(In related news: The Book seems to have sold to a real publisher for enough money that I can take some time off and do nothing but write for two years. It doesn't quite seem real yet. I'm both thrilled and terrified. Woot!)

* Dr Lyons, who taught some history course about civil liberties and modes of thought. It was a tough class, frankly, even for Allegheny, which was an institution filled with tough classes. Lyons had us reading a book a week--but the variety of books was what worked so well. One week it was a weighty tome about Marxism, the next it was J.G. Ballard. The diversity helped illustrate how history isn't just dates and movements, but is the way of describing how people actually behave.

* My high school chemistry teacher, whose name I've forgotten, who informed me that "my ass is grass" if I cut another one of his classes. I still don't know what that means--but I did "apply" myself after that. In his class, at least.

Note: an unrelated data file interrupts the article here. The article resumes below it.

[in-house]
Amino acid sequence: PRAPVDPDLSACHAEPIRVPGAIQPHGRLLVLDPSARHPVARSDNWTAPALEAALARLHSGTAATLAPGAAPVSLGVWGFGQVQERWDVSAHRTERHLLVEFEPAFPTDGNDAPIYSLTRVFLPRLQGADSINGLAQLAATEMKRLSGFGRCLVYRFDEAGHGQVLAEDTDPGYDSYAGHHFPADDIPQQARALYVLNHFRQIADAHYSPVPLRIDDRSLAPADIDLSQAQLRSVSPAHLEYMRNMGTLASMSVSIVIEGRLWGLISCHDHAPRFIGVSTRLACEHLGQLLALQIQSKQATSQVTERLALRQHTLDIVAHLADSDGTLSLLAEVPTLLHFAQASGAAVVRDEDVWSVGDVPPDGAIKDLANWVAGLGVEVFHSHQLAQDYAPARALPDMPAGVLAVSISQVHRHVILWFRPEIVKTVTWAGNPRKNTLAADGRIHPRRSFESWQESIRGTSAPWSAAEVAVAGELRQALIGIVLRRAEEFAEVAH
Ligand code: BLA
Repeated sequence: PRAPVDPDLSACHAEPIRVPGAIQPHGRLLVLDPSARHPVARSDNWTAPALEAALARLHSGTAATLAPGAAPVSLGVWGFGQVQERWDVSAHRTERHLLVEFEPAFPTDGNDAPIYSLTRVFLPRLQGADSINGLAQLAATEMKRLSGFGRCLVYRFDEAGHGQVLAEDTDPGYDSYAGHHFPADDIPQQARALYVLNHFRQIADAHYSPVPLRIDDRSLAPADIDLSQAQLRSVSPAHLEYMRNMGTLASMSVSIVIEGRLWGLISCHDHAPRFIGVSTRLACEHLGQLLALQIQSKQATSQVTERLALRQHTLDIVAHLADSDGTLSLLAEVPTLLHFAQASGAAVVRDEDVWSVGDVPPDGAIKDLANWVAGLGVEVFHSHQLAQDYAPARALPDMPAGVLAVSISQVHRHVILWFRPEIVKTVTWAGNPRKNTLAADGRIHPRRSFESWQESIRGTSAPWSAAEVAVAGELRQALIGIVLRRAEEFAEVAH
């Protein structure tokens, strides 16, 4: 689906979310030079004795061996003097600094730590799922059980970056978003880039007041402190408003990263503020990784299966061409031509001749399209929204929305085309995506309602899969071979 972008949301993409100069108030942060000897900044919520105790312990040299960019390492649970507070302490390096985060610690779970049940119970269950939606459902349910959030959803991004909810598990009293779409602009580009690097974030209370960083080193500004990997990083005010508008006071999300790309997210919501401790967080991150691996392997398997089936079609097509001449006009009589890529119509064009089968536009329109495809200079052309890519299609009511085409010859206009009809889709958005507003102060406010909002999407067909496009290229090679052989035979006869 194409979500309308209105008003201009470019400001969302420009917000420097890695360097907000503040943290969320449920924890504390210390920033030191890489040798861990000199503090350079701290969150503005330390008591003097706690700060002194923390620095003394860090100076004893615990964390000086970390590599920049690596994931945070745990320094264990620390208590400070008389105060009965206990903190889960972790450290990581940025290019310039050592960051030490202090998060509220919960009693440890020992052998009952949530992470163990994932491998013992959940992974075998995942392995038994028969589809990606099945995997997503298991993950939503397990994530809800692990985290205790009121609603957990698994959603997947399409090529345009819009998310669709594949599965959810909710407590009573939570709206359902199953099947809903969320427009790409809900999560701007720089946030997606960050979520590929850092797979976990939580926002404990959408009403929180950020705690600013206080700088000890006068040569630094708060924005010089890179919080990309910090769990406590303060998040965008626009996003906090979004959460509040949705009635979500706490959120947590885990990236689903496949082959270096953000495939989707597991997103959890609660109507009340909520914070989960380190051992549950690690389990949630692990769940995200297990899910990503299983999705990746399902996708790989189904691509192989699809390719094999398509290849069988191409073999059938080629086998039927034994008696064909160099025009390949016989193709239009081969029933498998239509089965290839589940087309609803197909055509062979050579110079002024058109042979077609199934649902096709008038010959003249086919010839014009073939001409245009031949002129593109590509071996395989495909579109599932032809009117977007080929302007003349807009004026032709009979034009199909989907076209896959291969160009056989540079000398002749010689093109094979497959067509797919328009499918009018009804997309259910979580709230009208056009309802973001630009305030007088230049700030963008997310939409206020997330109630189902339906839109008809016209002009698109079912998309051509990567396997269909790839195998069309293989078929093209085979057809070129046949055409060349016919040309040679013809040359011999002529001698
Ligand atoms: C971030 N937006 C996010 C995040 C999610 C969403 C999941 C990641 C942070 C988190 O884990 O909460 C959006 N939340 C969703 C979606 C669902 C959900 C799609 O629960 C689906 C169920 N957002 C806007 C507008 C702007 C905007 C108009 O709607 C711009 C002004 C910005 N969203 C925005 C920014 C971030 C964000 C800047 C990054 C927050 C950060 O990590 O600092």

* A University of Texas women's history prof, whose name I've also forgotten (sorry). Without her, I would not know who Boadicea is--and every woman should know who Boadicea is.

* Mrs Stohr and Ms Palfy, the fourth grade teachers from Hamilton Martin Elementary. Fourth grade sucked. These two women helped make it bearable by just letting me hang with them when I needed to. As a "graduation" gift, Ms Palfy gave me a copy of The Hobbit, which is by far the most engaging of Tolkien's books (imo) and is a perfect gift for a bookish 10 year old.